In general, the accuracy-related penalty under Sec. 6662A is 20% of the reportable transaction understatement. The penalty increases to 30% if the reportable transaction is not disclosed. Under Sec. 6664(d), a strengthened reasonable cause exception may be available to avoid the Sec. 6662A penalty, but no defense is available if the transaction was not disclosed.
Thus, a taxpayer that fails to disclose timely a reportable transaction is potentially exposed to significant penalties whose effect is exacerbated by the limited defenses available. Although there are no statutory provisions to forgive unintentional errors resulting in a failure to disclose, the Service has provided limited relief for certain passthrough-entity interest holders, permitting them additional time to file Form 8886 while still avoiding the Sec. 6707A penalty. A taxpayer can correct a failure to disclose a transaction for purposes of the Sec. 6662A accuracy-related penalty, by filing a qualified amended return meeting the requirements of Temp. Regs. Sec. 1.6664-2T. However, a qualified amended return cannot be used to correct a failure to disclose a transaction for purposes of avoiding the Sec. 6707A penalty.
Partners, shareholders and beneficiaries struggle to report accurately the allocable share of income from passthrough entities, primarily because the extended due date for Schedule K-1 coincides with or is later than the extended due date for federal income tax returns. This may also prevent a Schedule K-1 recipient from timely disclosing indirect participation in a reportable transaction through ownership of a passthrough entity that participated in one. If the interest holder receives a Schedule K-1 reporting an allocable share of a reportable transaction close to or after its filing due date (which often occurs even if the interest holder has requested an extension), the interest holder will likely not even know that there is a disclosure obligation resulting from ownership of an interest in the passthrough entity. However, the interest holder is still required to disclose the transaction if it “participated” in the transaction and may be exposed to potential penalties for failure to do so.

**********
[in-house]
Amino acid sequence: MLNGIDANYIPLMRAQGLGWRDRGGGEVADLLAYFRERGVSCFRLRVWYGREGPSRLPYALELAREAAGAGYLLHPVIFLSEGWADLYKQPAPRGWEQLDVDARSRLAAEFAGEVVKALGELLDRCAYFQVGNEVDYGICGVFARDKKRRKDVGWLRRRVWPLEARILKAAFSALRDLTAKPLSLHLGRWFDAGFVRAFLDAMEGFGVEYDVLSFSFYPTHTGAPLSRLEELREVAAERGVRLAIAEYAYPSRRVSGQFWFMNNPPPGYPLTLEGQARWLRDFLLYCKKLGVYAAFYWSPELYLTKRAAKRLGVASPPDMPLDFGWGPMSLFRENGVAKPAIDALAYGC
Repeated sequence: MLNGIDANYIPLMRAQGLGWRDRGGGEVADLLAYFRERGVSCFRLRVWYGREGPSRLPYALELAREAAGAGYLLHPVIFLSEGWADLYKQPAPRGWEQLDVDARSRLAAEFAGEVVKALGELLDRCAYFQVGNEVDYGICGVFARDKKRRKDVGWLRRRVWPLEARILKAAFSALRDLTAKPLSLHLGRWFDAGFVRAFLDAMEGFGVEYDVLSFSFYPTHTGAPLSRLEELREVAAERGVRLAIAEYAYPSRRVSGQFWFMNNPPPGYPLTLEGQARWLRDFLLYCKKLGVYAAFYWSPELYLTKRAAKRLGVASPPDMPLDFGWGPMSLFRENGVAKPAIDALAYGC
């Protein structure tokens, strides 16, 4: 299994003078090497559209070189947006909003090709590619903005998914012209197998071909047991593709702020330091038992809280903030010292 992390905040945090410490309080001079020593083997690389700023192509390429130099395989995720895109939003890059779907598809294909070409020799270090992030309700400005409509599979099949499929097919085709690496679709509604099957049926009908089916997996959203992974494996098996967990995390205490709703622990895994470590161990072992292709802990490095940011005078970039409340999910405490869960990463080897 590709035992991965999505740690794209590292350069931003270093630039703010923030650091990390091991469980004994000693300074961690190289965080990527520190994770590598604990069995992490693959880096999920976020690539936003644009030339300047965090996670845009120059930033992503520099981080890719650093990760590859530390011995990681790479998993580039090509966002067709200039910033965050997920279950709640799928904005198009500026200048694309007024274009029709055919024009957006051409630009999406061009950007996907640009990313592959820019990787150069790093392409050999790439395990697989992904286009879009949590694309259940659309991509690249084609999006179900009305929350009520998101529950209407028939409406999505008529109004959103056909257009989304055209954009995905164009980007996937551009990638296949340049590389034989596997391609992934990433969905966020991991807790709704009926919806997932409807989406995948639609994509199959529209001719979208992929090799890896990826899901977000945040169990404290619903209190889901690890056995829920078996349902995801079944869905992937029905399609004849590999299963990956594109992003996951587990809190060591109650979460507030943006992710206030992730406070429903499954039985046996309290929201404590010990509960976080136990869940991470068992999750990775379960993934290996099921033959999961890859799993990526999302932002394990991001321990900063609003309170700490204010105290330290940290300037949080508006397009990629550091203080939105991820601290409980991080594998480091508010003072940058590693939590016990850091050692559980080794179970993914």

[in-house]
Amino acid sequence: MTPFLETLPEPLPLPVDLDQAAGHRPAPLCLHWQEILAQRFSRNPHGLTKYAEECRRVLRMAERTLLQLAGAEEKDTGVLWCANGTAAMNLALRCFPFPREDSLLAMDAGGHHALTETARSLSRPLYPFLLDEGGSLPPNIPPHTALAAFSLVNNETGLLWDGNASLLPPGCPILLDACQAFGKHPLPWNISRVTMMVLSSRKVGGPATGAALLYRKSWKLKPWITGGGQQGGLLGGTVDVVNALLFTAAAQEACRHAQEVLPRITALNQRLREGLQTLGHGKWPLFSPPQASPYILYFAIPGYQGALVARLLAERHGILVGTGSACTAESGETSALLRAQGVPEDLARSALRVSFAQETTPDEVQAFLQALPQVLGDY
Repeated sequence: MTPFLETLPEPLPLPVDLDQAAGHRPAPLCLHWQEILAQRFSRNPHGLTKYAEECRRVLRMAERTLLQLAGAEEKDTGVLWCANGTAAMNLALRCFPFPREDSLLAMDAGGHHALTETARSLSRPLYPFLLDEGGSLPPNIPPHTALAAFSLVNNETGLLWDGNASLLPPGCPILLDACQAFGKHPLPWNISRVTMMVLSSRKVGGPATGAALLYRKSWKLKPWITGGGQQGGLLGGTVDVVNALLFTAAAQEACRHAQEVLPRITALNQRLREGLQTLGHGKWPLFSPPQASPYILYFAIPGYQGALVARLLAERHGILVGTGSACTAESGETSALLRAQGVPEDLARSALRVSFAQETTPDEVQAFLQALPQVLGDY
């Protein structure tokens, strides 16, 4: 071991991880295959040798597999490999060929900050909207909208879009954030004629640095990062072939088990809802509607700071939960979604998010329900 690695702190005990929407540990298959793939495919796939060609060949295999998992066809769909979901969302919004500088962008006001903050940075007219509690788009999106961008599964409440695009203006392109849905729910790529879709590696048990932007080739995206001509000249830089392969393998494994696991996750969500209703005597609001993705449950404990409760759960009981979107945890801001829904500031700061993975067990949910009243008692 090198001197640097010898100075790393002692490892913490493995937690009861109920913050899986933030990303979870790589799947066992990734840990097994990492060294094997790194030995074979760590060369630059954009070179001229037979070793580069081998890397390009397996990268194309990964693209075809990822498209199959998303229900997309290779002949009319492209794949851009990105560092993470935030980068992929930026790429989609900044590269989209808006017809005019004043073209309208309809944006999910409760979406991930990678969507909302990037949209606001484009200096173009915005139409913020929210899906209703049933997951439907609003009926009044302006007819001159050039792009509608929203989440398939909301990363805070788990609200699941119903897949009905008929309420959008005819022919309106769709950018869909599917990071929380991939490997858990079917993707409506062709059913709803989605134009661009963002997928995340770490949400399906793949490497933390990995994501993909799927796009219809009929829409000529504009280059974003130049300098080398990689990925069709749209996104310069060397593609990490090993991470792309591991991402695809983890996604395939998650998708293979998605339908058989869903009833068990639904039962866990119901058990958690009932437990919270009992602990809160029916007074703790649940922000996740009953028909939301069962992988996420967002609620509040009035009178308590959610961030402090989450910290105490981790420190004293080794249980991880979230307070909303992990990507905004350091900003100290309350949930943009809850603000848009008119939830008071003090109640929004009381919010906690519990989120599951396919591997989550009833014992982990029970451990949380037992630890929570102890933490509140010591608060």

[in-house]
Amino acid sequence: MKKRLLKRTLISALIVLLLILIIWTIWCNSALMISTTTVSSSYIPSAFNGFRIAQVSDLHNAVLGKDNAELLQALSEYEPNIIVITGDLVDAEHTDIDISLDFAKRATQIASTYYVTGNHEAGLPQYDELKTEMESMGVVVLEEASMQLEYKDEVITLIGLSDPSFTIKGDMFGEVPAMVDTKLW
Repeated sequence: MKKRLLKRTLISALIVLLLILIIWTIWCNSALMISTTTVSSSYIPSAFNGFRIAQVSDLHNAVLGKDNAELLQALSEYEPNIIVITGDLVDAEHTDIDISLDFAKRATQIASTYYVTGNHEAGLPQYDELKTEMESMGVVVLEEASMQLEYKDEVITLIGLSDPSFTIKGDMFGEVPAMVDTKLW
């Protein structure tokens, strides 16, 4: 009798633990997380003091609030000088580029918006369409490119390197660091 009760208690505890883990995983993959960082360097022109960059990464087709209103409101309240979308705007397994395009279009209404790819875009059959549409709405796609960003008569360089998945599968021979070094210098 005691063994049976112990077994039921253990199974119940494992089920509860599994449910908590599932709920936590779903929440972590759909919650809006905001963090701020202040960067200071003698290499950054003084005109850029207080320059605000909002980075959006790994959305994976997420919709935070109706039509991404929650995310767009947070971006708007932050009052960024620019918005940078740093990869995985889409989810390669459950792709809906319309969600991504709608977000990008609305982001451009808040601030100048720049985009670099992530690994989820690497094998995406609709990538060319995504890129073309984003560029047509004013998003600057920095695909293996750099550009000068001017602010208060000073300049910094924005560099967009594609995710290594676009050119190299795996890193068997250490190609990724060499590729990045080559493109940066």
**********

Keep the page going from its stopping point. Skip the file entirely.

Unlike accuracy-related penalties, the penalty for failure to disclose a reportable transaction can be waived (rescinded) only in extremely limited circumstances (if at all). Thus, even though a taxpayer may be able to establish reasonable cause to avoid an accuracy-related penalty under Sec. 6662 (e.g., due to receipt of a Schedule K-1 after the taxpayer filed a return), that relief would not excuse a failure to disclose a reportable transaction on the original filed return, which is subject to the Sec. 6707A penalty.
Prop. Regs. Sec. 1.6011-4 provides limited relief for passthrough-entity interest holders who receive Schedules K-1 close to their return filing due date. Under Prop. Regs. Sec. 1.6011-4(e)(1), relief is provided if a partner, an S shareholder or a beneficiary receives a timely Schedule K-1 less than 10 calendar days before the due date of the taxpayer’s return (including extensions). If, in those situations, the taxpayer determines (based on the Schedule K-1) that it participated in a reportable transaction, the disclosure will be deemed timely if filed with the OTSA within 45 calendar days of the return due date (including extensions). Under this relief provision, filing with the OTSA is sufficient, and no amended return is required. The preamble to the proposed regulations explains that even though they are not final, taxpayers may currently rely on this relief.